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Getting Ready for Your Visit

Please read over the following orthopaedic appointment preparation tips to become familiar with our policies and procedures before coming in for your appointment. For more information on appointment preparation, and how we can help you, please contact us today at 508-775-8282. We look forward to seeing you soon!

Notice of Privacy Practices Getting Ready for Your Visit

When you come for your appointment, please remember to bring the following:

  • Government issued photo ID
  • Health Insurance information and insurance card
  • Insurance referral from your primary care provider(PCP), if applicable.
  • Copies of operation records, medical records, X-rays, MRI’s, CT scans, bone scans, ultrasounds from prior doctor visits that relate to your problem area (even if you have been told that they are normal).
  • If you have seen a physical therapist, please bring a progress letter from the therapist.
  • If you have had surgery elsewhere, please bring a copy of your operation report.
  • A list of all medications that you are currently taking and their doses.
  • A list of any known drug allergies and the symptoms you may have from taking these medicines.
  • Any medical information or reasons for admission to a hospital.
  • Take a few minutes to write down the problem with your body part, include anything that makes it better or worse, and any questions you want answered during your visit.
  • Your workers’ compensation information, including claim number, insurance carrier name, address, and telephone number and Utilization Review Nurse contact information and adjuster information, name of your employer with address and telephone, and name of work supervisor.
  • If you are unable to complete paperwork, are not mobile, or are in a rehab facility following a surgery, we recommend someone, such as a family member or friend, accompany you for your visit. Please note: If you are being transported by wheelchair transit, the attendant will not stay for your visit. They will drop you off and pick you up after your visit is completed.

Very often during the course of your evaluation or treatment for an orthopaedics condition, your doctor will require X-rays to determine the cause of a problem, or to evaluate your progress. For prompt evaluation and patient convenience, diagnostic X-rays are available at our facility.

X-rays are usually arranged as part of your scheduled orthopaedic appointment, but please bring in any X-rays of the relevant body part you have been given by another provider.

Please dress so the body part you are having trouble with can be easily examined and/or X-rayed.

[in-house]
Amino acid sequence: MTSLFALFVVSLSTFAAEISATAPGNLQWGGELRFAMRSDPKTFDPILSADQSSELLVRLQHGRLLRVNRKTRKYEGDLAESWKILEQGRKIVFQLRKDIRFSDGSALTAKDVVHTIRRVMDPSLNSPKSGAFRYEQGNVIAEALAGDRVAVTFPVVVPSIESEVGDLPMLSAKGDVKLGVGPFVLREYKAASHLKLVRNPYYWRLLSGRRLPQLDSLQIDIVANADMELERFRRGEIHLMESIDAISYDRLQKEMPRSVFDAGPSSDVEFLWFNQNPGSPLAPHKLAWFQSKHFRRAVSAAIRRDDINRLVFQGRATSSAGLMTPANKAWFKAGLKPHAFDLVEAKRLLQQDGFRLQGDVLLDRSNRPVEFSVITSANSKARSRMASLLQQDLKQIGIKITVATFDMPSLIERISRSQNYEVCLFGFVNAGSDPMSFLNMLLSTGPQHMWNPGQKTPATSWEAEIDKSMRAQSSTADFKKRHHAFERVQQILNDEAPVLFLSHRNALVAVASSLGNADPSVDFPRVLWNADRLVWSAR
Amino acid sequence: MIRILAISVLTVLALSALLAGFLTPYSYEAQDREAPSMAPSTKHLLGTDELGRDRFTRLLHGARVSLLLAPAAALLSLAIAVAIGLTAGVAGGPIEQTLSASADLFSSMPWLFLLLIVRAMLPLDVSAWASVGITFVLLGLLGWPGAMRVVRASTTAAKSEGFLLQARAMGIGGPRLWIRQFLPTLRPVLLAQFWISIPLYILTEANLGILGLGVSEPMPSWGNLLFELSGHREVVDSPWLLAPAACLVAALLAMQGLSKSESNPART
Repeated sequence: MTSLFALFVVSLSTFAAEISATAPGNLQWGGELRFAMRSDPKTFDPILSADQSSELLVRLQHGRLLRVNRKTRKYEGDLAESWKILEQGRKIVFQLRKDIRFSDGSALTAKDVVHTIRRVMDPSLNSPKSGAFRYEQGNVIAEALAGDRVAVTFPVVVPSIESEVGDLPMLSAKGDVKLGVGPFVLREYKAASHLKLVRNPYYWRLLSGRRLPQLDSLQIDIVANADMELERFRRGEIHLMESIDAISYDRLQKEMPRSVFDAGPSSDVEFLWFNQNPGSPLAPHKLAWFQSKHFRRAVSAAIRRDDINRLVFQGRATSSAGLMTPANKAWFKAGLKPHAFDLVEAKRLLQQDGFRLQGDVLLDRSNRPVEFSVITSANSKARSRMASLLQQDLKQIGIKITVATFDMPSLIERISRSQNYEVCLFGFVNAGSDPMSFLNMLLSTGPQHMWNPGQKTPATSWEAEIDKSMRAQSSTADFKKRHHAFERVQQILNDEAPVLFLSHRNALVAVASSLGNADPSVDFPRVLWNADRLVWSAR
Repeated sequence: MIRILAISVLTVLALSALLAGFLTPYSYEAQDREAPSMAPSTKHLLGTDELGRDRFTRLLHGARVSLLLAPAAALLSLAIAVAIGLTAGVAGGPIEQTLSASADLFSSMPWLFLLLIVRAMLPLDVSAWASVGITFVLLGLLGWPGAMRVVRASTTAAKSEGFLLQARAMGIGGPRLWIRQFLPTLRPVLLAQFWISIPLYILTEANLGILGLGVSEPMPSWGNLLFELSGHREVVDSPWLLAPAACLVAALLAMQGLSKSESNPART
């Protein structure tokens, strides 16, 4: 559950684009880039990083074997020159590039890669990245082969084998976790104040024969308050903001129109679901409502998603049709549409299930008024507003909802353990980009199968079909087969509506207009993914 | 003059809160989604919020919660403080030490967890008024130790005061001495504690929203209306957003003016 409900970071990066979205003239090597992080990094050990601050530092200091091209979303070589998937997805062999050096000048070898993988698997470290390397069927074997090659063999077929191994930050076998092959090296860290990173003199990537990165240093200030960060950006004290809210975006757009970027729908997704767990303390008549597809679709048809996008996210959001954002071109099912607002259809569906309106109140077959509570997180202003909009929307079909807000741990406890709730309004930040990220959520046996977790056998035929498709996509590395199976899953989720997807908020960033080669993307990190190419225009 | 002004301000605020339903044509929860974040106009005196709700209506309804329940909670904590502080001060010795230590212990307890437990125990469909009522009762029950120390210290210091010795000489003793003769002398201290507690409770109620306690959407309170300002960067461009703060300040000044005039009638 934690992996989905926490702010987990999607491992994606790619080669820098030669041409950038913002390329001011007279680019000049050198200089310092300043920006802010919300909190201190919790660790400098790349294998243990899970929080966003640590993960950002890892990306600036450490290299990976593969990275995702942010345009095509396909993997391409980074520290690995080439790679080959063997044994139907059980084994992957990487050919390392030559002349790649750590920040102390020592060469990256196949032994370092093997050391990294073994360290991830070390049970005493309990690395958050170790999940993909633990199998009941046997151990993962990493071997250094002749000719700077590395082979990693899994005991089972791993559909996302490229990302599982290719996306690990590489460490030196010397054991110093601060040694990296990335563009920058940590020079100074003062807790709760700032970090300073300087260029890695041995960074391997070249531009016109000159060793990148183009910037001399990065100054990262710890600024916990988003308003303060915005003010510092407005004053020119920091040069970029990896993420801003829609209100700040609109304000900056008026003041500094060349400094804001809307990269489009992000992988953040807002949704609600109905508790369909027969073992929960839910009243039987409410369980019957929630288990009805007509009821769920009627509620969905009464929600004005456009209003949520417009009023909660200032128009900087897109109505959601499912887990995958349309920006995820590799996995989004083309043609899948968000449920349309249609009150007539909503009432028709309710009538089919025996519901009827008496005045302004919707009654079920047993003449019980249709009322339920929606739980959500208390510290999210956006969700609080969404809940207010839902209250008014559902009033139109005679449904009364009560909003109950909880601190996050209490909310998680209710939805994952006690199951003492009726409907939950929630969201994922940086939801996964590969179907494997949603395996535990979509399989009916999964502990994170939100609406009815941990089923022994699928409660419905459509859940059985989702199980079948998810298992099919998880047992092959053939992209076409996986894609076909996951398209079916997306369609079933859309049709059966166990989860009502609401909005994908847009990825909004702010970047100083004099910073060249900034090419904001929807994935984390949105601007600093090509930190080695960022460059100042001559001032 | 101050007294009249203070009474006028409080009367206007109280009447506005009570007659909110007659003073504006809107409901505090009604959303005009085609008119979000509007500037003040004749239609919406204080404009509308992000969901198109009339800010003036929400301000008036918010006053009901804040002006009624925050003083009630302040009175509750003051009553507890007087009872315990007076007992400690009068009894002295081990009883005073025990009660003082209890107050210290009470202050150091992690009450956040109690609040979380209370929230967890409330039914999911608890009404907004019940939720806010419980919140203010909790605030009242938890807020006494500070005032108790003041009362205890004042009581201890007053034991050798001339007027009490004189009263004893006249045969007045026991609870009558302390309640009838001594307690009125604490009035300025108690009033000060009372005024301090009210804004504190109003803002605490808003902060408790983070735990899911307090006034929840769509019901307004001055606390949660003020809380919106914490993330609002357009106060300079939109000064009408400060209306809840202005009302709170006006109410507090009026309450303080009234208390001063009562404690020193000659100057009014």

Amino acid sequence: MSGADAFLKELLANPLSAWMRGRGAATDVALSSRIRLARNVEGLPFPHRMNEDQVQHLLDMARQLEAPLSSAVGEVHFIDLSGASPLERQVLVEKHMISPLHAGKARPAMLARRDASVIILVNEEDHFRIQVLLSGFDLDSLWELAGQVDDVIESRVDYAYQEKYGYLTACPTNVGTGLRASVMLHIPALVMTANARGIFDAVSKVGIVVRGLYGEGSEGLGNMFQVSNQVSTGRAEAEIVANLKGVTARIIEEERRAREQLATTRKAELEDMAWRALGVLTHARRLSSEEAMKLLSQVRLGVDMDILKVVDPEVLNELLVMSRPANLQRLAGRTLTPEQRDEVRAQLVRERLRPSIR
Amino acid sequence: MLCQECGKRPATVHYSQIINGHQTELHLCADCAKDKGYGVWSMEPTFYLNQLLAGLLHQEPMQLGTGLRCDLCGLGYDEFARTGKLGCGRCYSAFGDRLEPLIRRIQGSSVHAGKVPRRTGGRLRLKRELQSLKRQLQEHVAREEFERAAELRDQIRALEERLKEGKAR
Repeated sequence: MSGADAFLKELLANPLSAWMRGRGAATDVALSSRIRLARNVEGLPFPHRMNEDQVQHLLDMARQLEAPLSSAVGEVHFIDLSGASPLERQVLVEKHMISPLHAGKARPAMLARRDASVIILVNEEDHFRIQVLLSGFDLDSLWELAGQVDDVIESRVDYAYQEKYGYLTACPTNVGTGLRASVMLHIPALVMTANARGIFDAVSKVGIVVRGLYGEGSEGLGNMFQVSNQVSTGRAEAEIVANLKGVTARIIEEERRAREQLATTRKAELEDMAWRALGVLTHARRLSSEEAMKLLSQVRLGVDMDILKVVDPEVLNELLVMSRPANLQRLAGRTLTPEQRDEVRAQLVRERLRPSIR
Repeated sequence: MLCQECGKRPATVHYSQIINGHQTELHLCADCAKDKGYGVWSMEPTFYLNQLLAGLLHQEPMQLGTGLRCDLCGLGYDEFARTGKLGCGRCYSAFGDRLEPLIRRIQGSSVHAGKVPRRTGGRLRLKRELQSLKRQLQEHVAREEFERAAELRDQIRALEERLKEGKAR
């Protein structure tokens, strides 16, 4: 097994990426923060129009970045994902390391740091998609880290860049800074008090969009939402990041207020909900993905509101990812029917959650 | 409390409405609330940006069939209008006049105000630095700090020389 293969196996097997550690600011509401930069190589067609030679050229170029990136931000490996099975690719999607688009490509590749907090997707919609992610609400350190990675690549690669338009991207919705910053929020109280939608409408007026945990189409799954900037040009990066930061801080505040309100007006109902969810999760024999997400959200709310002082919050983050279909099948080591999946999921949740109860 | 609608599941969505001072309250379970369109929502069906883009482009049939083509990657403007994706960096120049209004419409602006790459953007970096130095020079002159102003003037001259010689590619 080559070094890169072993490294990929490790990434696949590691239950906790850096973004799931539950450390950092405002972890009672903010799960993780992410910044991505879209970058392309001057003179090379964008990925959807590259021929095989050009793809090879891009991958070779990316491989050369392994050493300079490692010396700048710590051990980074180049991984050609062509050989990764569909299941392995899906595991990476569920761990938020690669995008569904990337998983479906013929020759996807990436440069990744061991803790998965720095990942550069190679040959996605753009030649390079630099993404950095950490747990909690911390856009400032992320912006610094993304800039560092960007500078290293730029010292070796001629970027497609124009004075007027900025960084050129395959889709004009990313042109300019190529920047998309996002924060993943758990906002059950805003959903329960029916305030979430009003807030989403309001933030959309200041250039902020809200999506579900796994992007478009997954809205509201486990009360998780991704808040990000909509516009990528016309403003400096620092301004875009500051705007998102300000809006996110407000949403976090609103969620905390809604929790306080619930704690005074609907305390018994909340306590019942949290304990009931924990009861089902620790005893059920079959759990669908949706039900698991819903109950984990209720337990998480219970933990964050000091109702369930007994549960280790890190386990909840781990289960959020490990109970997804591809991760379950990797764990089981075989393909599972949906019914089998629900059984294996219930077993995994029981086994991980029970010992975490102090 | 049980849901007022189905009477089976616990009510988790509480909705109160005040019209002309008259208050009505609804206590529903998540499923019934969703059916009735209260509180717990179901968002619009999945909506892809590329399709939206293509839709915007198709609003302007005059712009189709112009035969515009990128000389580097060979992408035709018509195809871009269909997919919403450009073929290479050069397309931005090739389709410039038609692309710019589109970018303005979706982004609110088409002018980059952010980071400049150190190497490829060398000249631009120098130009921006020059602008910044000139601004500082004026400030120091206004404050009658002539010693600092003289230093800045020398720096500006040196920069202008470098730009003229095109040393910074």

As an example, if you are having shoulder or elbow problems, please wear a top that has only a few buttons and is easy to remove. Ladies, please ensure that underclothing is worn to allow the shoulder to be examined with the outer garments removed. For knee and ankle exams, wear shorts when possible.

Often, belts, jewelry, and shoes must be removed in order to obtain X-rays and to be examined. Please keep this in mind when dressing, as difficulty in removing them will prolong your visit.

We suggest you plan to arrive 15 – 30 minutes early for your appointment. If you are late, it may not be possible for you to be seen that day in order to avoid inconveniencing other patients.

For your convenience, and to expedite your visit, we encourage you to visit the Forms section of this website to complete the New Patient or Established Patient Paperwork. Patients not being seen for a period of 3 years will need to complete the new patient paperwork.

Please telephone the office during business hours to cancel and/or reschedule your appointment. We request you cancel at least 24 hours prior to your appointment so that your time can be allocated to another patient who is seeking treatment.

In the event you do not cancel your appointment, you may be charged a no-show/cancellation fee.

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Physical Therapy Appointments

Prepare a list of all your questions in order to make the most out of your session with the physical therapist.

Take note of the symptoms you’ve been having, including for how long. If you are experiencing several symptoms, start with the one that is most bothersome. Include details, such as what times of the day they occur, as well as what positions (e.g. sitting or standing) make them better or worse.

Provide information about your medical history, whether or not they appear to be related to the conditions that you want to discuss with the therapist. These can include:

  • Prescription and over-the-counter medication, supplements, and vitamins
  • Any recent stressful events, injuries, or environmental factors
  • Medical conditions of your direct family members
  • You might want to bring a family member or close friend to help provide details of your health history and take notes during the session.
  • Ensure that you can see and hear clearly by wearing your glasses and/or hearing aid.
  • Inform your physical therapist of any difficulties in seeing or hearing.
  • Bring any laboratory or medical reports from other health care professionals who have treated you for your condition.
  • Provide the names of your physician and other professionals that the physical therapist can reach out to regarding your evaluation and progress.
  • Try to avoid wearing formal or tight clothes during the appointment in the event the therapist asks you to do some activities.
  • Please go through the clinic’s financial policy and prepare any questions. If a financial policy is not available, ask for one before beginning the treatment.
  • Review the financial agreement and ask questions before signing it. Pay the necessary deductibles and copayments during every appointment. This way, you can avoid paying a huge bill at the end of care.
  • Explore alternatives and create a feasible plan with your therapist. For instance, you can adjust the frequency of your visits based on financial reasons.
  • In the event you switch insurance providers or lose coverage, inform your physical therapist and the clinic’s staff.